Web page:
Republican Sen. John McCain, Democratic Sen. Chris Coons say they will propose path to citizenship for DACA participants, but no wall

Congress is expected this week to pass yet another short-term spending bill to avoid a government shutdown, prompting a bipartisan pair of senators to introduce a narrow bill on immigration aimed at ending the impasse that has hindered a two-year budget deal.

The government’s current funding expires at 12:01 a.m. Friday. Immigration has become entangled in the spending negotiations since President Donald Trump last year ended an Obama-era program that protects young people who were brought to the U.S. illegally as children, known as Dreamers.

Senate Armed Services Committee Chairman John McCain (R., Ariz.) and Sen. Chris Coons (D., Del.) plan to unveil a proposal that offers a path to citizenship for Dreamers and orders a comprehensive study to determine what border-security measures are needed. But the bill stops well short of almost all of the president’s demands—including immediate funding for the wall along the southern border—and is likely to meet a chilly reception from conservative Republicans.

Still, Mr. McCain, who was diagnosed with brain cancer last summer and has been working from Arizona since late 2017, retains powerful sway among his GOP colleagues. His bill with Mr. Coons could also benefit from good timing, as the March 5 deadline draws closer and lawmakers grapple with the political consequences of failing to reach any agreement.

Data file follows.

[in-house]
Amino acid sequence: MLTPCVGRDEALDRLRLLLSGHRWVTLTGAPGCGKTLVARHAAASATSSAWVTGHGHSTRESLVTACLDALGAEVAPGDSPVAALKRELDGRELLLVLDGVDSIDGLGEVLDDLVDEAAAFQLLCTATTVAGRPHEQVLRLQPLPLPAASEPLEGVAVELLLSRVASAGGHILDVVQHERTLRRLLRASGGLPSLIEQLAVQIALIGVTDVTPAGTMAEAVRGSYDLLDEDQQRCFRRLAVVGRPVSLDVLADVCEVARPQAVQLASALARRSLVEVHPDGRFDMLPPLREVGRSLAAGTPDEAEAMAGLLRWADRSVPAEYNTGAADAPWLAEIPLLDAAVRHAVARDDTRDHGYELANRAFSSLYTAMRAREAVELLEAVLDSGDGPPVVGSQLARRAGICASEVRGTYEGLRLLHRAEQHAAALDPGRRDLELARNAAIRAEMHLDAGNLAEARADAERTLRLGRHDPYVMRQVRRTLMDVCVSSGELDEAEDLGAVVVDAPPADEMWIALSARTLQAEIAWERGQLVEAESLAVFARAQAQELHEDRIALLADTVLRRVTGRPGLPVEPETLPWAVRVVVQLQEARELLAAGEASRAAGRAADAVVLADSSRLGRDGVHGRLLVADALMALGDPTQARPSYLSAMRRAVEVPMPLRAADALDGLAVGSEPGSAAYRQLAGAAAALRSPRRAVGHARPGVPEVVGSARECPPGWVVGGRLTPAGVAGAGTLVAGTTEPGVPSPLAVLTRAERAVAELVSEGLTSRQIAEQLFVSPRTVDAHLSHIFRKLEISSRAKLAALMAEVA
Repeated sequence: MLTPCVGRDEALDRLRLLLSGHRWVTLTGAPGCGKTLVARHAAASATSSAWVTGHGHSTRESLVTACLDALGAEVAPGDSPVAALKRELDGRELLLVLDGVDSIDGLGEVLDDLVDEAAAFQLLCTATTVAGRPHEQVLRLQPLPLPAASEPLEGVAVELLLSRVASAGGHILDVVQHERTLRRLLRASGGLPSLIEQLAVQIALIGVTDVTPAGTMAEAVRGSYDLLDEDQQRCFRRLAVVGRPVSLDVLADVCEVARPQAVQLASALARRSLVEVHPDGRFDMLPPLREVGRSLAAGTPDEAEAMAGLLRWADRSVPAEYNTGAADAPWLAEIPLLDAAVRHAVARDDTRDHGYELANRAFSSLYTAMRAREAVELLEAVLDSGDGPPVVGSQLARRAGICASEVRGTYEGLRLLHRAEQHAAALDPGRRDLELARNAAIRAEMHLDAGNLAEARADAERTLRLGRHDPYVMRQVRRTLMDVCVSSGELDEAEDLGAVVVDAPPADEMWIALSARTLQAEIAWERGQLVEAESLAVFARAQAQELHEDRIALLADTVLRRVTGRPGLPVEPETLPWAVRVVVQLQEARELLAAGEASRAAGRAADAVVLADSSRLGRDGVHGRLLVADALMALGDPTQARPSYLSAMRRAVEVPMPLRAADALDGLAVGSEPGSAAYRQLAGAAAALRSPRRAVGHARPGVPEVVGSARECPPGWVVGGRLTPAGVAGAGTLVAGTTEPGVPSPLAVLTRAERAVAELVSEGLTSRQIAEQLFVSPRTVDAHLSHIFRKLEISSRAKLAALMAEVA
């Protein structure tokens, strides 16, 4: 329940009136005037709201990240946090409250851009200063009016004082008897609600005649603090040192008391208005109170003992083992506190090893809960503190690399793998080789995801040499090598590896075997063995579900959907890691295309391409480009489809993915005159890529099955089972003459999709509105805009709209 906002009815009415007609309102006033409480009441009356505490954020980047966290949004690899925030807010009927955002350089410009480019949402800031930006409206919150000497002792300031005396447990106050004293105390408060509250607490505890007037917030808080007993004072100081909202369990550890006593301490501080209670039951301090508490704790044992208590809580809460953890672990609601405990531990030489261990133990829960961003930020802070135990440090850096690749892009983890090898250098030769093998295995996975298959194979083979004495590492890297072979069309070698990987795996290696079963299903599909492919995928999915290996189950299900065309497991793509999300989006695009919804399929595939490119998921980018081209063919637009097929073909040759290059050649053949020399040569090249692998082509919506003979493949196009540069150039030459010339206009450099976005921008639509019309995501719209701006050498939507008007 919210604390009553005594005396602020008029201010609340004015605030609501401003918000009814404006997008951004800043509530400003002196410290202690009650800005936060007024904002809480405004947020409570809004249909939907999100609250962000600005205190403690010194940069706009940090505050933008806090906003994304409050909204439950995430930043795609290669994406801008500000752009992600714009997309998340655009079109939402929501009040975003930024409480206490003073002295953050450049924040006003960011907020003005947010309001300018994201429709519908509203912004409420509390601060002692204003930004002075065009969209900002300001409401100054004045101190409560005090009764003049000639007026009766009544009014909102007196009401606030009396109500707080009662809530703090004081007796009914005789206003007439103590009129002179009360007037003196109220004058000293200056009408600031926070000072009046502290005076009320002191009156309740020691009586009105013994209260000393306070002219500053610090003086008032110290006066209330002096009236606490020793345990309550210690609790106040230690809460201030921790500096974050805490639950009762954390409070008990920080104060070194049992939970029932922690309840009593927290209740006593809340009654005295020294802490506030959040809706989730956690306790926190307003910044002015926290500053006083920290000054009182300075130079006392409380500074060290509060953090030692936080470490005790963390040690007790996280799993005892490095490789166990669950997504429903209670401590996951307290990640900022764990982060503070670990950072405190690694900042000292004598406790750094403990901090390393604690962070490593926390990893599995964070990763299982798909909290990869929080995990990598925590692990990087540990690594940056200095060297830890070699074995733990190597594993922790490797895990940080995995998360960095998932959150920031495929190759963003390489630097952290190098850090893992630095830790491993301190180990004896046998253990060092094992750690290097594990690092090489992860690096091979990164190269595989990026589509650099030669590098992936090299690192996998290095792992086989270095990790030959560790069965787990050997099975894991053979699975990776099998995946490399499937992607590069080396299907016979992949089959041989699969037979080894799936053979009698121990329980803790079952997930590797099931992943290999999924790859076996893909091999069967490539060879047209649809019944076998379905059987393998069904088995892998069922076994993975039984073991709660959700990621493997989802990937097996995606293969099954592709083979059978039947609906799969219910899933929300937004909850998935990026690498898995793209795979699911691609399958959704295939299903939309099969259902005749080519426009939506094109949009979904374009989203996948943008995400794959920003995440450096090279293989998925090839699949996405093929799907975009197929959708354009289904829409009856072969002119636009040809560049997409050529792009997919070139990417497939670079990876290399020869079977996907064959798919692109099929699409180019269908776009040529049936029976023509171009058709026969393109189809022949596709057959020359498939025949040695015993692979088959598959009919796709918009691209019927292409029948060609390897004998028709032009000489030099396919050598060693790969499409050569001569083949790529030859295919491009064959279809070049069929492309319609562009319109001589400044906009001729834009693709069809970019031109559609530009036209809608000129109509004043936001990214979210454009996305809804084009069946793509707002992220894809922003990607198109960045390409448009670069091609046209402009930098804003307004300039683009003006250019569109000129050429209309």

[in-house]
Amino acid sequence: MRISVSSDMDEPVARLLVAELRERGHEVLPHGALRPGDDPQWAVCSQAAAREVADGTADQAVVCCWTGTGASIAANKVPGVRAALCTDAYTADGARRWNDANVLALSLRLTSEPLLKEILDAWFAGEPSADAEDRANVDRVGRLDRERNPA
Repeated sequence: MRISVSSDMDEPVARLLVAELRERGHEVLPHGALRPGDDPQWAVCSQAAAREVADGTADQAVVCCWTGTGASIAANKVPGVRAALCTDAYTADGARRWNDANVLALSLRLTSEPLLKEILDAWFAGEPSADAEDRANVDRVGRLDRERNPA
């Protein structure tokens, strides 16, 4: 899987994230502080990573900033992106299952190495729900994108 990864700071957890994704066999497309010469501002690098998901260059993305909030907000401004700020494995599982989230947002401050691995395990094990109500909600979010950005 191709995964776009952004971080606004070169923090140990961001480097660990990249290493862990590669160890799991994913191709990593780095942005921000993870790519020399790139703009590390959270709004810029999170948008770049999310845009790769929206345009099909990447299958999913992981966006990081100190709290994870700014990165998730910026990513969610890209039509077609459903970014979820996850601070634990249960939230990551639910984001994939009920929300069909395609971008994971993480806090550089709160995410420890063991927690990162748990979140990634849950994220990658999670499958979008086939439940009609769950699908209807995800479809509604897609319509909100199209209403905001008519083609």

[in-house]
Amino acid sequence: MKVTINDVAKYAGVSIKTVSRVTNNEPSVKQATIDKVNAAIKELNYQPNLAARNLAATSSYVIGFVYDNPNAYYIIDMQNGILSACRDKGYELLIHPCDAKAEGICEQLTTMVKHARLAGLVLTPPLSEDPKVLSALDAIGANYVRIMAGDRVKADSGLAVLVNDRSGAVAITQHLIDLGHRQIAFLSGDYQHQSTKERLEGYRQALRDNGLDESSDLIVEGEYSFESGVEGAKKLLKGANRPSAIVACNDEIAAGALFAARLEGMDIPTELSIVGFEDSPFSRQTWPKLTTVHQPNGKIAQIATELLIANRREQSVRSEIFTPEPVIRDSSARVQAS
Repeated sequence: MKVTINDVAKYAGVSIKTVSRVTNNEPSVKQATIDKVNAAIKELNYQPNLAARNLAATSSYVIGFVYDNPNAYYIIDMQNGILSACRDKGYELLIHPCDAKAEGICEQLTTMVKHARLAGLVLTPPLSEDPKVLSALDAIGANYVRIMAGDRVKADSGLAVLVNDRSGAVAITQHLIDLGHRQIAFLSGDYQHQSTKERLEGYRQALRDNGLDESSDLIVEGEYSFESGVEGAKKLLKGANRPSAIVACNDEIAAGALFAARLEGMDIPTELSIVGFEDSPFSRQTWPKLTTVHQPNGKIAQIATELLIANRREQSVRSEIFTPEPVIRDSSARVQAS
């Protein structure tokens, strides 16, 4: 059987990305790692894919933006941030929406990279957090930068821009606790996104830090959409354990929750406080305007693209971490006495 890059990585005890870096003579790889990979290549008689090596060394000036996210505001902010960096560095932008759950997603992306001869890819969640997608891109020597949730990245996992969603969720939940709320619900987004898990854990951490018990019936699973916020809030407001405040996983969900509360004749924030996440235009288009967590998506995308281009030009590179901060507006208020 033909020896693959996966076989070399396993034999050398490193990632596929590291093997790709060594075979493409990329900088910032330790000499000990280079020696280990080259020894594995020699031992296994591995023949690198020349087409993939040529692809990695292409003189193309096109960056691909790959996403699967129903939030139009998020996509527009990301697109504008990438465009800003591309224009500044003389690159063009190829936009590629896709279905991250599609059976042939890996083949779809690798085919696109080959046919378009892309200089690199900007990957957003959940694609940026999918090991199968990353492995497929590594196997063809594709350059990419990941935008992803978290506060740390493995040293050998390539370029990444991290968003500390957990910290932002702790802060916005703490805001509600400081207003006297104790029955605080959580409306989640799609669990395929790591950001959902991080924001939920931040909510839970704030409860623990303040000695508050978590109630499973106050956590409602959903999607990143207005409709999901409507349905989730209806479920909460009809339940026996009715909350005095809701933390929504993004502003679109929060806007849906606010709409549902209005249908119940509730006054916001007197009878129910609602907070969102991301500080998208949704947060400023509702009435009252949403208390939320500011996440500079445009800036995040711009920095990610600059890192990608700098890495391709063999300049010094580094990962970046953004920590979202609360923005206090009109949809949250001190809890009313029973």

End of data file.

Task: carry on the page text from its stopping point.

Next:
“It’s time we end the gridlock so we can quickly move on to completing a long-term budget agreement that provides our men and women in uniform the support they deserve,” Mr. McCain said in a statement Sunday.

From the Archives

Senate Democrats agreed to reopen the government on Monday after it was shuttered over the weekend, in return for a promise to both debate and then vote on a plan in the Senate to give Dreamers a path to legal status. WSJ’s Gerald F. Seib explains what may be next for an immigration bill. Photo: Getty (Originally Published January 22, 2018)

“While reaching a deal cannot come soon enough for America’s service members, the current political reality demands bipartisan cooperation to address the impending expiration of the DACA program and secure the southern border,” he said, referring to the Deferred Action for Childhood Arrivals program.

The White House didn’t immediately respond to a request for comment on the bill.

Pressure has been mounting on lawmakers since September, when Mr. Trump ended the DACA program that protected its participants from deportation. Mr. Trump gave Congress until March 5 to pass a replacement, but Democrats have been pushing to resolve the issue more quickly to end the immigrants’ legal limbo.

The McCain-Coons bill is almost identical to bipartisan legislation in the House from Reps. Will Hurd (R., Texas) and Pete Aguilar (D., Calif.), which has the support of 27 Democrats and 27 Republicans in the House.

The senators’ bill would provide legal status and a path to citizenship for young immigrants who have lived in the U.S. since Dec. 31, 2013, aides said Sunday. That is expected to be a larger group than would be covered by Mr. Trump’s proposed 1.8 million people.